Drift through life without any real sense of purpose and good things will happen - that seems to be the chilled out mantra of Ben Stassen's computer-animated adventure with a strong environmental message.
A Turtle's Tale: Sammy's Adventures chronicles the 50-year life of the eponymous reptile, from hatching on a beach in 1959 California to his return to the same resort where he shepherds a new generation into the sea with the soothing words, 'Just put one flipper in front of the other and you'll be fine'.
Sammy glosses over the swarms of gulls, wheeling overhead, poised to pick off the babies before they reach the safety of the water.
Life can be cruel, though not in Stassen's film, which ensures that the hero in a half-shell and his aquatic chums escape almost entirely unscathed from an oil spill, pollution and global warming.
The animation is mediocre at best.
Water lapping against a wooden raft doesn't leave any residue, nor do the turtles' wet flippers, and when creatures laugh underwater, they jiggle back and forth in the water without generating any bubbles, as if it were thin air.
Finding Nemo created a more richly detailed undersea world, swarming with shimmering life, and that film is eight years old which is a lifetime ago with all of the technological advances to computer animation.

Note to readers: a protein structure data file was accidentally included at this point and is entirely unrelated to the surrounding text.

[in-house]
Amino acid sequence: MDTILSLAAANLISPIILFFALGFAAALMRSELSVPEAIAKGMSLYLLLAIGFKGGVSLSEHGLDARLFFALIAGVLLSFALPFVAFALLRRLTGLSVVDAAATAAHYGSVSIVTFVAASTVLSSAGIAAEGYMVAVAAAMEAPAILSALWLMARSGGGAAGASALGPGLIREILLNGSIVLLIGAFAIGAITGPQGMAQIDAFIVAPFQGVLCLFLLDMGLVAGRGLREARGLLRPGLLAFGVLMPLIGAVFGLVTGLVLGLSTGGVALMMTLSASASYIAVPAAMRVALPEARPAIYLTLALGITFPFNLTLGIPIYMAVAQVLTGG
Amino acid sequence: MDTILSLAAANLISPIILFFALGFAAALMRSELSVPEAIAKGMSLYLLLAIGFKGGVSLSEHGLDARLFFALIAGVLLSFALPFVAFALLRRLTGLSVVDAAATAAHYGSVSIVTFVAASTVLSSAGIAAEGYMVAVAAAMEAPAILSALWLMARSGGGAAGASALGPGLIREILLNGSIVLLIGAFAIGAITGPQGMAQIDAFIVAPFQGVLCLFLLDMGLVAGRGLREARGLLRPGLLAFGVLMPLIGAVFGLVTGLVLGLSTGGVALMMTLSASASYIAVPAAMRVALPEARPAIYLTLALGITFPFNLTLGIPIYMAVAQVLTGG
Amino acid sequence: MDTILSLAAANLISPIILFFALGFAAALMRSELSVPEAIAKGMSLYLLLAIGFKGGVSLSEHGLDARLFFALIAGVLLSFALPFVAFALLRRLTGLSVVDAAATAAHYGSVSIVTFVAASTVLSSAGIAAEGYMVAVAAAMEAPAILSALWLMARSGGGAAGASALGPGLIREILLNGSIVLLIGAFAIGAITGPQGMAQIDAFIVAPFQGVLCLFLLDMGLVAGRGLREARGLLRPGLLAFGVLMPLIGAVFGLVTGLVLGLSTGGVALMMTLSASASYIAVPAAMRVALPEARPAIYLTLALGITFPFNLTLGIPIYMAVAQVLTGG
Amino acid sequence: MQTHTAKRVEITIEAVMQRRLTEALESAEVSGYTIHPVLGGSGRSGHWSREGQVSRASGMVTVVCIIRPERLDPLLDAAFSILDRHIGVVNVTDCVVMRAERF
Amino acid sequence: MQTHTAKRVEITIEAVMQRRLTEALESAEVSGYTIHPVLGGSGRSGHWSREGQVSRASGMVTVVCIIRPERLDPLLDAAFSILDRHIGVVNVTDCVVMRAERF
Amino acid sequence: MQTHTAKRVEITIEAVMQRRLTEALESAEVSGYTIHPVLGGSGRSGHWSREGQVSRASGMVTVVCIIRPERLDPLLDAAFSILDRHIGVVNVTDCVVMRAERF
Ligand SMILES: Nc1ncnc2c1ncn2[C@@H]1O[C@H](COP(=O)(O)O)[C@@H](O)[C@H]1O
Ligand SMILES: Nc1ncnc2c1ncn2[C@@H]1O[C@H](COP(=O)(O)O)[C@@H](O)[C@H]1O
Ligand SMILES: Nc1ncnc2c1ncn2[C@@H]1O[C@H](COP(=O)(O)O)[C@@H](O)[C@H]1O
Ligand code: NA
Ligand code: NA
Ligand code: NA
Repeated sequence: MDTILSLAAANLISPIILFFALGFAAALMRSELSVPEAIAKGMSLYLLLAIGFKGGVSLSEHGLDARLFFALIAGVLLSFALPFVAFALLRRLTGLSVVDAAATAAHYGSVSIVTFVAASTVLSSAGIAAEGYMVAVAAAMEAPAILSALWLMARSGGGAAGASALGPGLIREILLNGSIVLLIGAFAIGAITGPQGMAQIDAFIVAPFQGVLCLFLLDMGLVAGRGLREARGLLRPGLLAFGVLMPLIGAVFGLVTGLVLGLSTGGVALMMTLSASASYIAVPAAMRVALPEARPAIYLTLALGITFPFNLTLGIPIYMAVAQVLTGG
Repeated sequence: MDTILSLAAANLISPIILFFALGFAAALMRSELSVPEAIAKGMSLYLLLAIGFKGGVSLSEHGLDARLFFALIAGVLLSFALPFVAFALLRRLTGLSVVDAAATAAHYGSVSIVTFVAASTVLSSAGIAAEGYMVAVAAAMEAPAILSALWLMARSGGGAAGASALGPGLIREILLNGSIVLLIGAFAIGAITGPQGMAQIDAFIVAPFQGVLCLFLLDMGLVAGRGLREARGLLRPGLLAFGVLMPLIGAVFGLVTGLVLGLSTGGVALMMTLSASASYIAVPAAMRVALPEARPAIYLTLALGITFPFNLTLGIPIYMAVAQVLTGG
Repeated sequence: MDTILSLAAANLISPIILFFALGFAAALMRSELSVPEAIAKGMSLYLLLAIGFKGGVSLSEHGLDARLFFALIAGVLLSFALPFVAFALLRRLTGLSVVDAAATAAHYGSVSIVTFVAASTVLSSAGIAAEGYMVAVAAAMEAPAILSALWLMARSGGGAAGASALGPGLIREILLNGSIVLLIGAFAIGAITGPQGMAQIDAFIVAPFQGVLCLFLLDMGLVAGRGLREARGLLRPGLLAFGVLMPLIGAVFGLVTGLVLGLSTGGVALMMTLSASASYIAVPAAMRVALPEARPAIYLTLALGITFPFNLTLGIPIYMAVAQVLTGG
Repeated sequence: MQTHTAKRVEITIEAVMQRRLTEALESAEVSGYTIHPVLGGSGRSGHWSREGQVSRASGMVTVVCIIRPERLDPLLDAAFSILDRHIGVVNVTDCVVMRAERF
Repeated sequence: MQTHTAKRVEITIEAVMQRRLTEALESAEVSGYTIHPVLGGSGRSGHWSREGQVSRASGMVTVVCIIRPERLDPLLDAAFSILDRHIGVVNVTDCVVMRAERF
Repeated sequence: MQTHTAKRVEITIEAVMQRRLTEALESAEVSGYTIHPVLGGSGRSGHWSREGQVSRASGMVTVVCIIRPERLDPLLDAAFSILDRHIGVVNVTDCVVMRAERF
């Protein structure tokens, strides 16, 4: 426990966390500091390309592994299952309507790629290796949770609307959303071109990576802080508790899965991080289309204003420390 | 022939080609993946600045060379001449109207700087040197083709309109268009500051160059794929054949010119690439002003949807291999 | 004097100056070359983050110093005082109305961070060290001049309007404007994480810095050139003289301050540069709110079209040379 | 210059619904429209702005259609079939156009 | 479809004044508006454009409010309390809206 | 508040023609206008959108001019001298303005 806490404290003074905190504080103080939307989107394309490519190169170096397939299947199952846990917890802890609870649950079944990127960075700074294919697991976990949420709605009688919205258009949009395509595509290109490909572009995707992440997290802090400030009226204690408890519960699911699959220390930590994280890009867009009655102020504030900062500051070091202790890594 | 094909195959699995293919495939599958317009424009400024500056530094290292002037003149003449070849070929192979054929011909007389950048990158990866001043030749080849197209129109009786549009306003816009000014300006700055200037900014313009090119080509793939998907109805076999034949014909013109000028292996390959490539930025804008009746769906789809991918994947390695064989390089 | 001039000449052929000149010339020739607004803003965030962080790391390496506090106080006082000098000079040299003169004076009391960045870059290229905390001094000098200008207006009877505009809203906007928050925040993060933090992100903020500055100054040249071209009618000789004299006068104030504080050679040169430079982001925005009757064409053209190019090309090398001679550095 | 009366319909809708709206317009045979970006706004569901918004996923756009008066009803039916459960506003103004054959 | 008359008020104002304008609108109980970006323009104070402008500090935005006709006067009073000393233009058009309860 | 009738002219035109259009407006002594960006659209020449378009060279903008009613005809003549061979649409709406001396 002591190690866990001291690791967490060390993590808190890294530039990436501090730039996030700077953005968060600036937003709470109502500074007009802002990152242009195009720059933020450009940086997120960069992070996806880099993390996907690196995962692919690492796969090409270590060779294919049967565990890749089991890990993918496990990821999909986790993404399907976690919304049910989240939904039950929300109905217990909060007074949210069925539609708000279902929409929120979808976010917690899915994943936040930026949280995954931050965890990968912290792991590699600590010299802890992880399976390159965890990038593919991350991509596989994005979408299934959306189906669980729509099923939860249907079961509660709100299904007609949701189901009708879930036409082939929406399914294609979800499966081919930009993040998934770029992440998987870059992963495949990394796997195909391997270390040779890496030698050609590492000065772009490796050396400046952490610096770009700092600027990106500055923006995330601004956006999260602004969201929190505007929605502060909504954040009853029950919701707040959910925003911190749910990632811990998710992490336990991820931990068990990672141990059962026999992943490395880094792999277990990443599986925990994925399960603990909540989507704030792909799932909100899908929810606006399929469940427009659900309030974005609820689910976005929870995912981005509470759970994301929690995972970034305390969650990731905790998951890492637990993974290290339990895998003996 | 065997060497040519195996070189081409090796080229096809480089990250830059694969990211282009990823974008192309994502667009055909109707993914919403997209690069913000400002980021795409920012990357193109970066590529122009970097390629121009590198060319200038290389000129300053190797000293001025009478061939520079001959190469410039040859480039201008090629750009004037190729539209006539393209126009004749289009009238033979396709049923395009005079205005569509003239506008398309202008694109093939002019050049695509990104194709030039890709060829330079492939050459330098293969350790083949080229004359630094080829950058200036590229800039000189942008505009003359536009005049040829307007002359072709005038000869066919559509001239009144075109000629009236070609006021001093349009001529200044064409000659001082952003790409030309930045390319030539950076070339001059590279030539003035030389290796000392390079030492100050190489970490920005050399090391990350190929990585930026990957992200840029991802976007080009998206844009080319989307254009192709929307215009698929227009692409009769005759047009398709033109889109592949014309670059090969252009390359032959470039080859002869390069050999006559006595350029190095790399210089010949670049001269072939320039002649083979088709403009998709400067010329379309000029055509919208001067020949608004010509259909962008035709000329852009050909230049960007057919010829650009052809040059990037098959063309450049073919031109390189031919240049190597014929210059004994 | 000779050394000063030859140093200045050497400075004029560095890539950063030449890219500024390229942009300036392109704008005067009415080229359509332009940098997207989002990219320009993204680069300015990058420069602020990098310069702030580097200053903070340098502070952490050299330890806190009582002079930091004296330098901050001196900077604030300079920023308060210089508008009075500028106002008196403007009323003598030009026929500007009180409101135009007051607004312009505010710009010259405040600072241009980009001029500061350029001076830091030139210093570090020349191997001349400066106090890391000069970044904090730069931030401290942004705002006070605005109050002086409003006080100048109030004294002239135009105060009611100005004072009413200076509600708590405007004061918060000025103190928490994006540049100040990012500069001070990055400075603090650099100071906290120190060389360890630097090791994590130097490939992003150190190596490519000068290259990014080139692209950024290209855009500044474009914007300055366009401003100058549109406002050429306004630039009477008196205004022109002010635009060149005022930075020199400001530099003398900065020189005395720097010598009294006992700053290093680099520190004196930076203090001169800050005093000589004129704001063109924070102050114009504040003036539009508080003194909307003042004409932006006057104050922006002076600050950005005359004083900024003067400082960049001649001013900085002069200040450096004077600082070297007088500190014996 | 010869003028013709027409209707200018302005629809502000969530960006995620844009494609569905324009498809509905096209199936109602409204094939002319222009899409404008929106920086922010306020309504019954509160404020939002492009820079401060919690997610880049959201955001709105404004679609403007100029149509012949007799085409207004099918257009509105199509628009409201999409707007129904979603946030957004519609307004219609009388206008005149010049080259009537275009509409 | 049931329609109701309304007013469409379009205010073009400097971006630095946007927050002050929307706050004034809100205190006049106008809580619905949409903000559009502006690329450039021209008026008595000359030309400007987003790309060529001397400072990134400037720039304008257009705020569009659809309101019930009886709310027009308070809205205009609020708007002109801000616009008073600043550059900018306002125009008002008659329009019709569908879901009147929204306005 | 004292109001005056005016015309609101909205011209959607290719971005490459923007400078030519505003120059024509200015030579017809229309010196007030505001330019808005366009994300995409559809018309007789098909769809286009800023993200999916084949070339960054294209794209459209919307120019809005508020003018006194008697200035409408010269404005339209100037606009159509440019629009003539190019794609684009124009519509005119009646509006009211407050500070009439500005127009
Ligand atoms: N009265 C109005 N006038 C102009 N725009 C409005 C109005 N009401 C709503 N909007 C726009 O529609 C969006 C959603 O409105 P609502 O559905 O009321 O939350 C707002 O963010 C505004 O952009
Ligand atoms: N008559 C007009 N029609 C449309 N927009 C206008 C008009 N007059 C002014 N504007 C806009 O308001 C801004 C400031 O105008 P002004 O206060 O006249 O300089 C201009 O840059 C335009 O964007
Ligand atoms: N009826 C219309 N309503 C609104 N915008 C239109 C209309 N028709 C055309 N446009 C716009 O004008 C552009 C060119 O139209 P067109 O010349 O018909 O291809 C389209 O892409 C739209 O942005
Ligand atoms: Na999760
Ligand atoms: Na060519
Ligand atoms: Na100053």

A greenback sea turtle called Sammy (voiced by John Hurt) proudly looks back on his life.
He takes us back to the late 1950s, when the young Sammy (Dominic Cooper) emerged into the world on a Californian beach and struggled to clamber out of the egg chamber.
He discovers the love of his life, the beautiful Shelly (Gemma Arterton), only to lose her to the strong tides.
Drifting on the currents, he meets a leatherback turtle called Ray (Robert Sheehan) and they become best friends.
'For 10 years, our life consisted mainly of floating and waiting,' explains Sammy, getting our pulses racing.
As the turtles circumnavigate the globe, they encounter deadly piranhas, a scavenging fish eagle and a Parisian cat called Fluffy (Kayvan Novak), who resents being usurped in his hippy owner's affections.
A Turtle's Tale: Sammy's Adventures is pitched at a very young audience, who will forgive the workmanlike visuals and the comically simplistic lyrics to the songs ('You can count on me like 1 2 3, I can count on you like 4 3 2.') Not once are any of the characters in serious peril, and the script paints mankind as both nature's greatest enemy and its saviour from destruction.
Vocal performances are unremarkable and the lack of gags doesn't bode well for parents who are press-ganged into taking to the high seas with the flippered, finned and feathered protagonists.
Release Date: Friday 25 March 2011